The World Health Organisation has warned against exposing pets to people who have been affected by the monkeypox disease.
According to the WHO, it had established a convincing ground to conclude that the virus had properties of human-to-dog transmission. This is a result of the first confirmed case of human-to-dog transmission of monkeypox – between two men and their Italian greyhound living together in Paris. Rosamund Lewis, the WHO’s technical lead for monkeypox, stated on Wednesday that the situation warranted taking pragmatic steps to ensure that animals were safe from infected people.
“This is the first case reported of human-to-animal transmission … and we believe it is the first instance of a canine being infected. Isolate from their pets. Waste management is critical” to lowering the risk of contaminating rodents and other animals outside the household,” Rosamund Lewis.
Concerns have been raised about dangerous mutations of the virus after the first confirmed case of human-to-dog transmission. Viruses are known for quickly mutating to suit their new species when they inhabit them. WHO emergencies director Michael Ryan is most concerned about the new development.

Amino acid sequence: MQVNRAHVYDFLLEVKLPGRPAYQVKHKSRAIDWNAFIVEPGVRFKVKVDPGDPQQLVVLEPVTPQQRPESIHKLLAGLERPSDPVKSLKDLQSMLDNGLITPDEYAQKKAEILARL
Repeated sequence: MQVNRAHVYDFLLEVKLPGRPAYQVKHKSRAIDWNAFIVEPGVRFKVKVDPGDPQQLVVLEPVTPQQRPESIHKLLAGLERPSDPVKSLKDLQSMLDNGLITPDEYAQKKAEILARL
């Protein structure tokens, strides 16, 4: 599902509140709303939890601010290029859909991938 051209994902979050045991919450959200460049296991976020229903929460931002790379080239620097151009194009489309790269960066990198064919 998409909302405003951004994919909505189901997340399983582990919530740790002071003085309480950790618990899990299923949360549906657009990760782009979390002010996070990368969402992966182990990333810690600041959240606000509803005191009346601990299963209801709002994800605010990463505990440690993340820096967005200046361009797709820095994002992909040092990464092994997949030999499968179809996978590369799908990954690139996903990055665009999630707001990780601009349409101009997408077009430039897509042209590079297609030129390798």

“The more dangerous situation… is where a virus can move into a small mammal population with a high density of animals. It is through the process of one animal infecting the next and the next and the next that you see rapid evolution of the virus, he said.
More than 35,000 people have been affected by the disease in what the WHO has described as the new global health emergency crisis. Director General Tedros Adhanom Ghebreyesus, speaking during his regular press briefing from Geneva, stressed on the need for countries to pull resources together to combat the crisis. “We remain concerned that the inequitable access to vaccines we saw during the Covid pandemic will be repeated and that the poorest will continue to be left behind,” said Tedros.